The murder of journalists in the Philippines has been going on for 16 years; what’s worse is that no one has been punished for any one of them. Journalists are being killed with impunity in this bastion of democracy despite the absence of government regulations—and a constitutional protection for press freedom.

The murders are already a record in the Southeast Asian region, where, despite various forms of regulation, repression and pressure in several countries (for example, Singapore and Malaysia), the worst that has happened to journalists is to be thrown in jail. The murder of journalists in the line of duty is rare in the rest of Southeast Asia.

The killings are a serious impediment to journalistic inquiry in the communities—where local issues and problems that directly affect residents demand the closest attention, but where local warlords and crime syndicates are often in league with local authorities including the police.

RSF’s Index does contain “surprises” other than the Philippines’ low ranking. For example, the United States (17th) was ranked below Costa Rica (15th), and Italy (40th) below several poor countries.

Costa Rica, said RSF, is an example “of how the growth of a free press does not depend on a country’s material prosperity.” Costa Rica ranked highest in the RSF Index among the world’s poor countries. Its 15th place is shared by wealthy Switzerland.

Supposedly a beacon of freedom and liberty, the United States ranked poorly relative to its supposed leadership role in human rights “because of the number of journalists arrested or imprisoned there,” said RSF.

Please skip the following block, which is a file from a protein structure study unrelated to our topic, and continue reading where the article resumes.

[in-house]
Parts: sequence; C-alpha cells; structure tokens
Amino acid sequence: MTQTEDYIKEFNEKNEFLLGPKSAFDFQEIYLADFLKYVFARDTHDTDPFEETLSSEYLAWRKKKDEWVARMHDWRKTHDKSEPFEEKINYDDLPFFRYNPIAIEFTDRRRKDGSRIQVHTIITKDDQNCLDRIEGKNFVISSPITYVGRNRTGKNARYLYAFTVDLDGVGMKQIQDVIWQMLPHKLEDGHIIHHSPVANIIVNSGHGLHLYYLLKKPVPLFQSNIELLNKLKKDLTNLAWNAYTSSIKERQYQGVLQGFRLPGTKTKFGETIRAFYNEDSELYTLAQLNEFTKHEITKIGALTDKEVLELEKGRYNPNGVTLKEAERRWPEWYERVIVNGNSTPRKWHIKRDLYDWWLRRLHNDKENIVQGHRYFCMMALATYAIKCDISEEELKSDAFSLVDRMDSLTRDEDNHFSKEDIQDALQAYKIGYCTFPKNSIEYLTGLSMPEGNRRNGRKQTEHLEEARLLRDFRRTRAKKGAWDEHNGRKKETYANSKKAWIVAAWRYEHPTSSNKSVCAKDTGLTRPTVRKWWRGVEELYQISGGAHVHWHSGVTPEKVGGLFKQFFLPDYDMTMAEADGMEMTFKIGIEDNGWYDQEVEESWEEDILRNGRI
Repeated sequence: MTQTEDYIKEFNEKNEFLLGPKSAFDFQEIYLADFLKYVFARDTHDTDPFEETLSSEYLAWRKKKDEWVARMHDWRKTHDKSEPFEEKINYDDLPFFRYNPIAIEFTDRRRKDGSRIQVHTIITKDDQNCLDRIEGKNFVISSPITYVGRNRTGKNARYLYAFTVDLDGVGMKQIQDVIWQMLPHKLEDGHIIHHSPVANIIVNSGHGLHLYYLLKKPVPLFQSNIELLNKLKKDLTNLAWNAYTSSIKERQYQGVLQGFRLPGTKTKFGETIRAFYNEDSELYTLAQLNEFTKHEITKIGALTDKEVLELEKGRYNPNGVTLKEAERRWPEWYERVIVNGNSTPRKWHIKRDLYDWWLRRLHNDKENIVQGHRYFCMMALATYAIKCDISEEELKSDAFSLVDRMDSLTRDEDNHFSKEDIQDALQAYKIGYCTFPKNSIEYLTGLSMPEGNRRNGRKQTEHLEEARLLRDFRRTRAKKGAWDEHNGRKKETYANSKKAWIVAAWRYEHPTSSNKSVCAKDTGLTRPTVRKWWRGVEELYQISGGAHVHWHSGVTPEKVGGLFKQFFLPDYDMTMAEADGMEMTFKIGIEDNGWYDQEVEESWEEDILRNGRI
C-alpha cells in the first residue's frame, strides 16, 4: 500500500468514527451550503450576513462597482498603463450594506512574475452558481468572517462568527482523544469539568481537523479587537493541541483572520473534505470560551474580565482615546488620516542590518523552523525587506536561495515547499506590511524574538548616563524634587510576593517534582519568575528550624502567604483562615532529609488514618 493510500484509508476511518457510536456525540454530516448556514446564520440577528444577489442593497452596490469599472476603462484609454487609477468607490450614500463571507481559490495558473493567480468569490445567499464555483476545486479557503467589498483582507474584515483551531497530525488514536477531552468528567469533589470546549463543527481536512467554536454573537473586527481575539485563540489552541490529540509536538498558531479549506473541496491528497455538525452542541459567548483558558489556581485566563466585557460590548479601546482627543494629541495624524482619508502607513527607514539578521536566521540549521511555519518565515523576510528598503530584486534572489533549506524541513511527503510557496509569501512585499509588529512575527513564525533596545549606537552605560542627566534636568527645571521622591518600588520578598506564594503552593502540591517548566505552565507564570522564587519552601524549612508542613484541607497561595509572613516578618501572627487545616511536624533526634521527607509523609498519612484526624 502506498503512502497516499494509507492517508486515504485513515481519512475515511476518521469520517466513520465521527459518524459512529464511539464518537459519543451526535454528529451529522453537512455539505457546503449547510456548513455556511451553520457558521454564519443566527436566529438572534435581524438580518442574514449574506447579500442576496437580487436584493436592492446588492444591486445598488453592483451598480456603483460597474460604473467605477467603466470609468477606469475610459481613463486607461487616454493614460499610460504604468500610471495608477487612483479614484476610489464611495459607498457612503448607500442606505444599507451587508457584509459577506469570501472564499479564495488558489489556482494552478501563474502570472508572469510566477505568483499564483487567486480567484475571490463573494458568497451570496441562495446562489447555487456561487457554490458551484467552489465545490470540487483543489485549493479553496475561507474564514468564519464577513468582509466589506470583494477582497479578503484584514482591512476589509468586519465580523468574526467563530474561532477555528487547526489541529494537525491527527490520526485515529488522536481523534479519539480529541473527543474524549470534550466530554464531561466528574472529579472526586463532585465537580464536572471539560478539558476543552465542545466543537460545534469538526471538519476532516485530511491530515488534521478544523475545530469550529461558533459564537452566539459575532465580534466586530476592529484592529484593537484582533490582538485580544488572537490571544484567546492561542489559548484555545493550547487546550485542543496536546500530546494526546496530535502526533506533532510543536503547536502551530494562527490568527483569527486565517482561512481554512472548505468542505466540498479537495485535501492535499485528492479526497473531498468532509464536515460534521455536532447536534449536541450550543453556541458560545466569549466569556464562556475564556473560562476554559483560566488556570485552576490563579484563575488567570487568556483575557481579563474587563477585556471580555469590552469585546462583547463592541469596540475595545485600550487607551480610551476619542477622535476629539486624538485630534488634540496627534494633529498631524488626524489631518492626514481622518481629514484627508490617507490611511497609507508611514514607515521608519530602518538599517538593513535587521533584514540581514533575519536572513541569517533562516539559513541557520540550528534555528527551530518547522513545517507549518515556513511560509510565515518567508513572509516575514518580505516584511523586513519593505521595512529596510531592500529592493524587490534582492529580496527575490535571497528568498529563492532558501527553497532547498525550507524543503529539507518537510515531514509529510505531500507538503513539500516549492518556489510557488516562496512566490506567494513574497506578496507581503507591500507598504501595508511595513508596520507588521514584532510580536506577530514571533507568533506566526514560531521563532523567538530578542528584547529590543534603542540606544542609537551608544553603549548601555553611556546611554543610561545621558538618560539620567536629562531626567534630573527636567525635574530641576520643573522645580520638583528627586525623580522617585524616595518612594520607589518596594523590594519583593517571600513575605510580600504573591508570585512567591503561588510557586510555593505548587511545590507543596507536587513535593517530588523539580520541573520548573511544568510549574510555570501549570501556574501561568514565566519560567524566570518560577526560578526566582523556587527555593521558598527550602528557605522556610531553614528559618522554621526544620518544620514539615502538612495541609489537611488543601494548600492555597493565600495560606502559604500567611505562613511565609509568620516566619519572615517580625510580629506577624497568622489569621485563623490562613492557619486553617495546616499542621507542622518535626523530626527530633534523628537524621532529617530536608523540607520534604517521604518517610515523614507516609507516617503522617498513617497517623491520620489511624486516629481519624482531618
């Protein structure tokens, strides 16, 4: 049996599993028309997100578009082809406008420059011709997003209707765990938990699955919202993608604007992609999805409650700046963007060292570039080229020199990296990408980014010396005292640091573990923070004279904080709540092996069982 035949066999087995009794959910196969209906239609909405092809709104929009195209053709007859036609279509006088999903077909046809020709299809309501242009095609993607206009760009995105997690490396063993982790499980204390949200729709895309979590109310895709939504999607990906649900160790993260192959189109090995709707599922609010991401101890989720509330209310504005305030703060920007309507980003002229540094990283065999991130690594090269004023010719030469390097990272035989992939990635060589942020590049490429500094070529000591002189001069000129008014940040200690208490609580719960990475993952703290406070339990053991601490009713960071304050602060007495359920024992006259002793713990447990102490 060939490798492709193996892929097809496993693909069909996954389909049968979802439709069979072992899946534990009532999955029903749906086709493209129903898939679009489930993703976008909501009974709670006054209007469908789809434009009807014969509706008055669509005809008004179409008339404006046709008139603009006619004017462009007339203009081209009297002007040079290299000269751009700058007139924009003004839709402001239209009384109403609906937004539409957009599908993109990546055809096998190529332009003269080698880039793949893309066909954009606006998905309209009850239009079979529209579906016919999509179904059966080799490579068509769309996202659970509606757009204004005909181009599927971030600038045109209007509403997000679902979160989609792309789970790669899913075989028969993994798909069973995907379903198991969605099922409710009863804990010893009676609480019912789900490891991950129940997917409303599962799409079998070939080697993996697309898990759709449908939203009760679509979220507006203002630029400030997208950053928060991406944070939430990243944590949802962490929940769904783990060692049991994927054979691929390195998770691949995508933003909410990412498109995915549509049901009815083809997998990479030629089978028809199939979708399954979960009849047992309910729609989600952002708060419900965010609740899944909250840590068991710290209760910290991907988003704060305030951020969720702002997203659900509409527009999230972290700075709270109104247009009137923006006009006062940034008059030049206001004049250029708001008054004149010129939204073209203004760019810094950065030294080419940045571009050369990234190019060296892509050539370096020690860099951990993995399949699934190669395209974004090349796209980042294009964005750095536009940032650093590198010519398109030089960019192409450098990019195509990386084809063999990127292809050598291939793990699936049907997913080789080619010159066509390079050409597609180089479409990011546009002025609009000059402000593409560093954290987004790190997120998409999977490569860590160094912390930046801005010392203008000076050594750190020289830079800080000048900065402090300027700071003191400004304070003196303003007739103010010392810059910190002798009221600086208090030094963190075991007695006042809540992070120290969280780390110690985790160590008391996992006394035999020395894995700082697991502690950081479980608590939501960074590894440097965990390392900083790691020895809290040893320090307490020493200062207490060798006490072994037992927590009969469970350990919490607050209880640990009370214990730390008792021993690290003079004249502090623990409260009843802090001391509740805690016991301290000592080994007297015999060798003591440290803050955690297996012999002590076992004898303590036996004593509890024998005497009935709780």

US journalists have been arrested since September 11, 2001, because they refused to reveal their sources in court, or for crossing security lines in government buildings.

On the other hand, Italy ranked the lowest among the countries of the European Union and even below some Latin-American countries because “news diversity is under serious threat in that country,” said RSF. (Other European countries ranked highest in the Index, with Finland, Norway, Iceland and the Netherlands being in first place.)

Italy’s Prime Minister Silvio Berlesconi, says RSF, is pressuring state-owned TV stations and has named his henchmen to run them, while himself being head of a private media group. Italy has also imprisoned a journalist for offenses supposedly committed 30 years ago and is monitoring journalists’ activities, searching their offices, and confiscating their equipment.

These surprises, however, should be of small consolation to the members of the Philippine community press where the killings have been concentrated. What’s odder, however, is that only the international press advocacy groups like RSF and the New York-based Committee to Protect Journalists seem to take the Philippine killings seriously.

Instead of the usual press organizations, it was a group of NGOs committed to free expression which first brought the killings and the slow pace of their investigation to the attention of the Department of the Interior and Local Government. A September letter by these groups has caused Interior Secretary Jose Lina to require periodic reports from local police forces on the progress of their investigation.

The killings have of course had a chilling effect on the exercise of the press’ functions in both communities. In San Pablo City, for example, the acquaintances of the slain Alcantara confess that they have since learned to look over their shoulders, and to wonder who will be next.

When journalists are killed anywhere, their fellow workers will naturally think twice before writing that explosive report or printing that critical column. Only by stretching the definition of freedom can one describe that situation as free, thus the Philippine press’ low ranking in the RSF Index.

(TODAY/ABS-CBNNEWS.COM, November 2, 2002)